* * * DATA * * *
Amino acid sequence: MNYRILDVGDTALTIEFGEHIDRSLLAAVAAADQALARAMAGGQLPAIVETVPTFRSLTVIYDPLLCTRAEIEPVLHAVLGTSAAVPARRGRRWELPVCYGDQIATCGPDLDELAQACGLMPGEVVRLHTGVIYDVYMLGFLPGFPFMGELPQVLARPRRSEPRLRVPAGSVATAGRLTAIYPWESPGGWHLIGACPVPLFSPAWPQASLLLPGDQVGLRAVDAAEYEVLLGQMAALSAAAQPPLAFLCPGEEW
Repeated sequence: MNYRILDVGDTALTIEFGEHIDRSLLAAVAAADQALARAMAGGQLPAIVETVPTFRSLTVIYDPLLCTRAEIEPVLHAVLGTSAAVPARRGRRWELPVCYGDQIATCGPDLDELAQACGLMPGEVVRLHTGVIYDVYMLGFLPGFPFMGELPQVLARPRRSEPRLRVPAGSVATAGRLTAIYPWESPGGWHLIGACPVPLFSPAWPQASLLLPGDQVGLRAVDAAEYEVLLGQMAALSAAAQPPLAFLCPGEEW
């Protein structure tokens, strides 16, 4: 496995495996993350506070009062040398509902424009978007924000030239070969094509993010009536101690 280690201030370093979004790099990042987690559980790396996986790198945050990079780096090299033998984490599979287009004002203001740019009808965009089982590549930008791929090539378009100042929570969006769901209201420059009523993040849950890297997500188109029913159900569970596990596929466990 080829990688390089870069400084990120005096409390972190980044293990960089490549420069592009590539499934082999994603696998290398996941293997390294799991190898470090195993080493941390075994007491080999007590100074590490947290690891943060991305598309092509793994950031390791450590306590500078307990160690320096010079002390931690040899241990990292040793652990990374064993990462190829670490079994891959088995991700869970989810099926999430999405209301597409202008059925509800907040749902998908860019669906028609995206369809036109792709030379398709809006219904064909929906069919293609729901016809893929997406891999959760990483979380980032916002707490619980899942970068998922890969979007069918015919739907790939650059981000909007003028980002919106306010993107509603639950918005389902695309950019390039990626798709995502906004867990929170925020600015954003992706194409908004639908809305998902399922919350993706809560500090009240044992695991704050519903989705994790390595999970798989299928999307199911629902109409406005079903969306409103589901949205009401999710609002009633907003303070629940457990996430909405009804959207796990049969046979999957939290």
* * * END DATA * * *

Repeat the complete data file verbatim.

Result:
Amino acid sequence: MNYRILDVGDTALTIEFGEHIDRSLLAAVAAADQALARAMAGGQLPAIVETVPTFRSLTVIYDPLLCTRAEIEPVLHAVLGTSAAVPARRGRRWELPVCYGDQIATCGPDLDELAQACGLMPGEVVRLHTGVIYDVYMLGFLPGFPFMGELPQVLARPRRSEPRLRVPAGSVATAGRLTAIYPWESPGGWHLIGACPVPLFSPAWPQASLLLPGDQVGLRAVDAAEYEVLLGQMAALSAAAQPPLAFLCPGEEW
Repeated sequence: MNYRILDVGDTALTIEFGEHIDRSLLAAVAAADQALARAMAGGQLPAIVETVPTFRSLTVIYDPLLCTRAEIEPVLHAVLGTSAAVPARRGRRWELPVCYGDQIATCGPDLDELAQACGLMPGEVVRLHTGVIYDVYMLGFLPGFPFMGELPQVLARPRRSEPRLRVPAGSVATAGRLTAIYPWESPGGWHLIGACPVPLFSPAWPQASLLLPGDQVGLRAVDAAEYEVLLGQMAALSAAAQPPLAFLCPGEEW
């Protein structure tokens, strides 16, 4: 496995495996993350506070009062040398509902424009978007924000030239070969094509993010009536101690 280690201030370093979004790099990042987690559980790396996986790198945050990079780096090299033998984490599979287009004002203001740019009808965009089982590549930008791929090539378009100042929570969006769901209201420059009523993040849950890297997500188109029913159900569970596990596929466990 080829990688390089870069400084990120005096409390972190980044293990960089490549420069592009590539499934082999994603696998290398996941293997390294799991190898470090195993080493941390075994007491080999007590100074590490947290690891943060991305598309092509793994950031390791450590306590500078307990160690320096010079002390931690040899241990990292040793652990990374064993990462190829670490079994891959088995991700869970989810099926999430999405209301597409202008059925509800907040749902998908860019669906028609995206369809036109792709030379398709809006219904064909929906069919293609729901016809893929997406891999959760990483979380980032916002707490619980899942970068998922890969979007069918015919739907790939650059981000909007003028980002919106306010993107509603639950918005389902695309950019390039990626798709995502906004867990929170925020600015954003992706194409908004639908809305998902399922919350993706809560500090009240044992695991704050519903989705994790390595999970798989299928999307199911629902109409406005079903969306409103589901949205009401999710609002009633907003303070629940457990996430909405009804959207796990049969046979999957939290």